I know exactly now, what f-stop means and how it is calculated. Basically, f-stop is a focal ratio, which equals focal length divided by aperture diameter. This explained to me, why the bigger is F-number, the less light is getting through the aperture.
The full exposure step is a square root from 2. Most of modern cameras use 1/3EV, which comes together with ISO standard. I checked and it appeared the same for my Nikon D40. At least I know now, what this 1/3 EV means.
As for aperture diameter meaning. Keeping it simple, aperture determines, how many rays of light reach the sensor. With wider aperture object in front is in focus and background is blurred. This is a good thing to know, when taking macro pictures.
Shutter speed determines the time aperture is open.
So, basically there are two parameters that determine everything - the size of the 'hole' and the time 'hole' stays open to get the light. Depending on which parameter you change, the other parameter is being adjusted to another. In other words, you can get the same result either by changing the 'size of the hole' or 'the period, while hole stays open'.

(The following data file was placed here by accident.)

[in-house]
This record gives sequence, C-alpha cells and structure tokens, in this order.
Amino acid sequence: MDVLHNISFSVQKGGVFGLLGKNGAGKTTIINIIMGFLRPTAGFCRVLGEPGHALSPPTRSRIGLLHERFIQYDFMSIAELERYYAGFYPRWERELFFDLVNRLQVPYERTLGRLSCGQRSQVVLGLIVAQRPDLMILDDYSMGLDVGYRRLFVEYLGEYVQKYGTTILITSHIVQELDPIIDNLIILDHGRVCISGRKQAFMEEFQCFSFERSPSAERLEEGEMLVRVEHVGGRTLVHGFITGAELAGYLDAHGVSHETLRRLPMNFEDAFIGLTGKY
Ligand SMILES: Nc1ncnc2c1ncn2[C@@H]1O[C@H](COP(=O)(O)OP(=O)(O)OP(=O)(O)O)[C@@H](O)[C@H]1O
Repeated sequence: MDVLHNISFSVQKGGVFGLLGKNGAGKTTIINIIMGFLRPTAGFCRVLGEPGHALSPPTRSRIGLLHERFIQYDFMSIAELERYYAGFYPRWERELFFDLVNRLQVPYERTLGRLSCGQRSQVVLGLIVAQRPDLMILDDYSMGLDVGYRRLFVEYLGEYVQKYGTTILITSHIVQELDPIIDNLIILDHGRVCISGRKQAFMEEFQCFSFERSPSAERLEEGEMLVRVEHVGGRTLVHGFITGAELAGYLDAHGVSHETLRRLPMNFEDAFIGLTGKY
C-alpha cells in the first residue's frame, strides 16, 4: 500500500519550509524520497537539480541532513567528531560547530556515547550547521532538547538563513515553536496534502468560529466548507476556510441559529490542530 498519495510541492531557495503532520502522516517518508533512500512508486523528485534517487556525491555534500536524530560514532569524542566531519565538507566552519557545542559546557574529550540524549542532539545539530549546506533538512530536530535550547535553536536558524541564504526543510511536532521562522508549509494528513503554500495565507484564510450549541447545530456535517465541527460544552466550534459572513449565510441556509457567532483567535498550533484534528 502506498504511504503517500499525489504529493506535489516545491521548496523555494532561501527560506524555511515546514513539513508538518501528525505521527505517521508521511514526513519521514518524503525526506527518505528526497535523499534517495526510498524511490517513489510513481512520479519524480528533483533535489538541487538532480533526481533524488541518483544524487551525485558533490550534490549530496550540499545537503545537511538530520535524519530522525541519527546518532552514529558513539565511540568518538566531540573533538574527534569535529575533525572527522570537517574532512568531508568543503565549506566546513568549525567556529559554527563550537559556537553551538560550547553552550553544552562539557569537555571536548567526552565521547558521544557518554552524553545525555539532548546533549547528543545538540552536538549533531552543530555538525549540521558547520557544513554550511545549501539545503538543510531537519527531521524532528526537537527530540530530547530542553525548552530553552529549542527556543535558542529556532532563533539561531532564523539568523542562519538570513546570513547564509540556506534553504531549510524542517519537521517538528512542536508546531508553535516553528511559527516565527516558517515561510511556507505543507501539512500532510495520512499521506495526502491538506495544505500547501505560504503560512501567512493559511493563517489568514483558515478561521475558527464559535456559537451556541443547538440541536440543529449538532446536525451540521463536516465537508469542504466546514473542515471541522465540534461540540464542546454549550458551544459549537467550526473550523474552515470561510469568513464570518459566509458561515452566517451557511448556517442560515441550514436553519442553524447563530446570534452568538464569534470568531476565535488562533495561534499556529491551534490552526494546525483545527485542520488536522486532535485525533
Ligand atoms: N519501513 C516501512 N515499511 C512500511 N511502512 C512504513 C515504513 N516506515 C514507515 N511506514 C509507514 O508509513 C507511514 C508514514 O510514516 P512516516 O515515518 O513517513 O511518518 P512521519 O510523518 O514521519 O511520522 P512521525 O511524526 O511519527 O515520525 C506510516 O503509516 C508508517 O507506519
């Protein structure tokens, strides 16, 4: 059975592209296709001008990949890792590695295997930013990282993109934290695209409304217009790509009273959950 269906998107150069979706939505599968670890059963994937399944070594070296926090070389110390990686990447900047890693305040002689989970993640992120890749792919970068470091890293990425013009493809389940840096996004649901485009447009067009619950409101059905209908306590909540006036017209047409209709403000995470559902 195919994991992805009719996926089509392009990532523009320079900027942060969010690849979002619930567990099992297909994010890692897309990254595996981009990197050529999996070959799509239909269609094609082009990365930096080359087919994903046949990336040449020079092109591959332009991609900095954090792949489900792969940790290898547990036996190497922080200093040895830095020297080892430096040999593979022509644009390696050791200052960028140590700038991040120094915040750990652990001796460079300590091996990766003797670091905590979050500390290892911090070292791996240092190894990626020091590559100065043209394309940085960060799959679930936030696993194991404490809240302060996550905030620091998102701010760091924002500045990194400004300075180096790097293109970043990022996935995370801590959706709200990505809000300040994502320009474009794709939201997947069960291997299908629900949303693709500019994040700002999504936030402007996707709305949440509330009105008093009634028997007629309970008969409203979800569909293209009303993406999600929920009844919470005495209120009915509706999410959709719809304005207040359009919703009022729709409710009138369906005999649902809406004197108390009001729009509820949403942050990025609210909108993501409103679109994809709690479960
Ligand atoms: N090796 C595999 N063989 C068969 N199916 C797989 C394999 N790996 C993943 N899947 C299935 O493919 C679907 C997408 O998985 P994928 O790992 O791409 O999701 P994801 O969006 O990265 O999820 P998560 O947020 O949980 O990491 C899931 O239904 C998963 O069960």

I hope, I am not too confusing...
As regarding my camera Nikon D40 and lenses, the parameters I have learned now, are:
- Exposure step = 1/3EV
- Sensor size = 23,7 x 15,6, which equals to most modern cameras ratio 4:3
- Tamron lens: f-number = 3.5 till 6.3; Focal length 18 - 250 mm, which gives angle view range from 100 to 10 degrees.
- Tokina lens: f-number = 4; Focal length 12 - 24 mm, which gives angle view range about 118 to 84 degrees.
Considering sensor size, the angles of both my lenses should be multiplied by 1.5 (crop factor), which will give the actual angle that lenses cover.